Selecting the Right Surfboard Leash

Selecting the Right Surfboard Leash

By Robb Bailey

Although often overlooked, matching the right surfboard leash with the day’s conditions and environment can make or break your session.

The purpose of a surfboard leash is two-fold:

  1. To keep the board from getting washed into shore.FCS Surfboard Leash
  2. To keep the board from possibly injuring someone else.

Most surfers stick to one type of board and leash setup for everyday use. For the most part, one type of leash will do just fine. But the leash you use to surf a California beach break in 2-3 foot conditions is not the same leash you would use to surf 8-10 foot island waves with a reef below.

Different surfing conditions, surf locations, and board sizes will determine what leash to choose. Here are the general features that determine what type of leash to select:

  1. Leash length: Most glaringly obvious, the length of the leash is the distance between the ankle strap and the rear attachment to the board. The longer the leash, the farther away the board is allowed to move from you during a wipeout.
  2. Leash thickness: Waves are a powerful force, and your leash needs to be able to withstand some tugging on it. The thickness of the leash is determined by how big the board is and how big the waves are. Bigger board and bigger waves equal the need for a thicker leash.
  3. Leash features: With features like a velcro pocket for an automobile key and a pull pin to release the chord from the ankle attachment in case of emergency, there are lots of useful options available on almost all leash sizes.

Selecting the Right Surfboard Leash

Although nothing about a leash will help anyone surf better, choosing the right equipment for surfing can make your surf session a better experience. Getting tangled in a poorly made leash while in the lineup certainly makes for a more frustrating session. It can also lead to more serious problems in the water. Using the right equipment can prevent injury and save someone’s life. Don’t get caught in a sticky situation!

Check out recommended leashes for the following board types and conditions:

FCS Surfboard LeashShortboards– For beginning shortboarders surfing a 5-6’+ board, a good rule of thumb is to use a 6″ leash (1/4′ thickness). Experienced shortboarders can use a 5′ Comp leash (3/16″ thickness).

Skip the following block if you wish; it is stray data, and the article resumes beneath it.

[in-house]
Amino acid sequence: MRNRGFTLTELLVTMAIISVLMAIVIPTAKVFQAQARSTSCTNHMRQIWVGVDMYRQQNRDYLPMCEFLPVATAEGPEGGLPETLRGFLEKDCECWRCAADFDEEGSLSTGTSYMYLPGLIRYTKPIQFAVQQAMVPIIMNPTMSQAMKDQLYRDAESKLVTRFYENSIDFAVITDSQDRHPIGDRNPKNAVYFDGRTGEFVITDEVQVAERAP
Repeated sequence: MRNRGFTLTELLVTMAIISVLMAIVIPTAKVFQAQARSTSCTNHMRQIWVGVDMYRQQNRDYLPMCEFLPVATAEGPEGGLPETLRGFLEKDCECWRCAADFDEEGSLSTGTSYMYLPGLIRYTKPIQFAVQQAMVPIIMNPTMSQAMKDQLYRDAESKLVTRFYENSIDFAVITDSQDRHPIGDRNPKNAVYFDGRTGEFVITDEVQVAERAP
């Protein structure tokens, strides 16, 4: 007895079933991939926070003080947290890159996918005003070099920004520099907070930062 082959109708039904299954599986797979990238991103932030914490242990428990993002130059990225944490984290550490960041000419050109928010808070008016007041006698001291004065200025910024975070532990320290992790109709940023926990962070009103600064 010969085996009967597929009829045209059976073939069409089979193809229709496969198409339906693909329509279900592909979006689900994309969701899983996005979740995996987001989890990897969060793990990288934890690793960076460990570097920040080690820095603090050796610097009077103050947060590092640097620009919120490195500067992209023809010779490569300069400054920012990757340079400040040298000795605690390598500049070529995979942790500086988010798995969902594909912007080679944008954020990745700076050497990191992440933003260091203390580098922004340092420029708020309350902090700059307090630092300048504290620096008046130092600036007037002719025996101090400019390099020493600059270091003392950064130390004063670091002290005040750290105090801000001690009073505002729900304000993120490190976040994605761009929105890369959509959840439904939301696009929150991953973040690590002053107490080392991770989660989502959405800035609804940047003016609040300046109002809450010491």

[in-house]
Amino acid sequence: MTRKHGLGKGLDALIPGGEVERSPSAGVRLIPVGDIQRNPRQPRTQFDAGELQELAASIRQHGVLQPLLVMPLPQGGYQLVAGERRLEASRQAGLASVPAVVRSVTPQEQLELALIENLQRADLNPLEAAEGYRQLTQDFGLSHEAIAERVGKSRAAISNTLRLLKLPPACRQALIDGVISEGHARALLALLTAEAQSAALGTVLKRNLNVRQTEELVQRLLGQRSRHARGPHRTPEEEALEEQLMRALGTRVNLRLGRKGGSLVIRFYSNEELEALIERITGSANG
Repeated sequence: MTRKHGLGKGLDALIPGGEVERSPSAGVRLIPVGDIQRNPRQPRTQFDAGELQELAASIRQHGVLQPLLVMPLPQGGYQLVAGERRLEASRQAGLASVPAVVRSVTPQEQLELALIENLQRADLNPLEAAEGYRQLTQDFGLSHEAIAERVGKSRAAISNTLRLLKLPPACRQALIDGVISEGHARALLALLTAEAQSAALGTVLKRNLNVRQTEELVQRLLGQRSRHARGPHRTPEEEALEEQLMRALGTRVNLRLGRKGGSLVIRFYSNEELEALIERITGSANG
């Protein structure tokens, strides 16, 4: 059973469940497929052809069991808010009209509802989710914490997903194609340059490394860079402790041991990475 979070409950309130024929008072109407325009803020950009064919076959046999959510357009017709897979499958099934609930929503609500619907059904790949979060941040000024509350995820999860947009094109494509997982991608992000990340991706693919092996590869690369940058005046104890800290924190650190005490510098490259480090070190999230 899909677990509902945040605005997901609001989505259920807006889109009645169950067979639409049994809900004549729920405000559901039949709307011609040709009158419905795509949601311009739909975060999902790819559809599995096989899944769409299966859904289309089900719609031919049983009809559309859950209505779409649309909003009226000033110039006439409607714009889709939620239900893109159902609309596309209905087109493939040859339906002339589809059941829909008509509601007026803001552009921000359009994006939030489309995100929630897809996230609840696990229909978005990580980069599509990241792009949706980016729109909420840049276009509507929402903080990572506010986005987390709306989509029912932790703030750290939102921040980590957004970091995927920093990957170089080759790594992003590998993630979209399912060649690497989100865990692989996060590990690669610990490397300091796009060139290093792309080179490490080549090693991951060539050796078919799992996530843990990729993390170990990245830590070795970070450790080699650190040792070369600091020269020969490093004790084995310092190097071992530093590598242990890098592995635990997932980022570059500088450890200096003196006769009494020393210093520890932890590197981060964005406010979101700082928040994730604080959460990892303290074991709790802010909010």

Funboards/Hybrids– Any type of surfboard in the 7-9′ range warrants a longer leash to keep the board a little farther away during a wipeout. Grab a 7-8′ leash (1/4″ thickness) for this sized board.

Longboards– Longboards range anywhere from 9-12′, and a longer leash is a must if planning to walk the nose of the board. A 9-10′ leash should do the trick. Get a Calf leash if walking the nose, get an ankle leash if the plan is to be fairly stationary after standing up.

Big Wave conditions– Surfing bigger waves means switching to a thicker leash. Thicker leashes are made in all lengths to accommodate more forceful swells. Get a leash that has at least a 3/8″ thick chord.

Island Wave conditions– Most island waves are reef breaks. The last thing a surfer needs is to have a leash snagged in the reef during a session. Floating leashes come in all lengths, and have hollow cores to keep the reef from grabbing at the leash while you’re bobbing around.

Lastly, look for a surfboard leash that comes with double swivel hinges. One hinge is located on the ankle strap, and the other one is on the surfboard strap. Some cheaper leashes don’t have this feature, but any quality surfboard leash will have brass swivels on each end to prevent the chord from getting twisted up while surfing. Swivels are just one of the many things to consider when buying a surfboard leash.

Need the right leash? South Coast carries FCS and Dakine surf accessories.

Selecting the Right Surfboard Leash

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2 replies
  1. annie
    annie says:

    Please correct your article to reflect the proper symbols for inches and feet…
    INCHES = “, FEET = ‘! Big difference and very confusing to read your information when you consistently have these measurements wrong!

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